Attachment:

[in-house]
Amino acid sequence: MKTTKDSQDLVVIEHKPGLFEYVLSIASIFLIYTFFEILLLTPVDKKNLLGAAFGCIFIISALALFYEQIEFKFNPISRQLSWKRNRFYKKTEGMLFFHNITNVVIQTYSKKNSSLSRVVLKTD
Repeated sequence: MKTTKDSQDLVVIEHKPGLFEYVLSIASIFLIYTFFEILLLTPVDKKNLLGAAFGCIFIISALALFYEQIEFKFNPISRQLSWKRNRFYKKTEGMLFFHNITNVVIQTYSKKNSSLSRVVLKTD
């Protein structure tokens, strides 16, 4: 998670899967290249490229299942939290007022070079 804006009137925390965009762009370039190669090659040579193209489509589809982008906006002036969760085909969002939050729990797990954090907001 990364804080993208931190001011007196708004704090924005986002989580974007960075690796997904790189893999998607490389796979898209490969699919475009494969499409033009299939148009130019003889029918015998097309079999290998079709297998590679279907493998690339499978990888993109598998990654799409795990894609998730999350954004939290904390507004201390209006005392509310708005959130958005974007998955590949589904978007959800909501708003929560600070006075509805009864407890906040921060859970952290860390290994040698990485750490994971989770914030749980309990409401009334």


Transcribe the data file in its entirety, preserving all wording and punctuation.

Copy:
[in-house]
Amino acid sequence: MKTTKDSQDLVVIEHKPGLFEYVLSIASIFLIYTFFEILLLTPVDKKNLLGAAFGCIFIISALALFYEQIEFKFNPISRQLSWKRNRFYKKTEGMLFFHNITNVVIQTYSKKNSSLSRVVLKTD
Repeated sequence: MKTTKDSQDLVVIEHKPGLFEYVLSIASIFLIYTFFEILLLTPVDKKNLLGAAFGCIFIISALALFYEQIEFKFNPISRQLSWKRNRFYKKTEGMLFFHNITNVVIQTYSKKNSSLSRVVLKTD
């Protein structure tokens, strides 16, 4: 998670899967290249490229299942939290007022070079 804006009137925390965009762009370039190669090659040579193209489509589809982008906006002036969760085909969002939050729990797990954090907001 990364804080993208931190001011007196708004704090924005986002989580974007960075690796997904790189893999998607490389796979898209490969699919475009494969499409033009299939148009130019003889029918015998097309079999290998079709297998590679279907493998690339499978990888993109598998990654799409795990894609998730999350954004939290904390507004201390209006005392509310708005959130958005974007998955590949589904978007959800909501708003929560600070006075509805009864407890906040921060859970952290860390290994040698990485750490994971989770914030749980309990409401009334």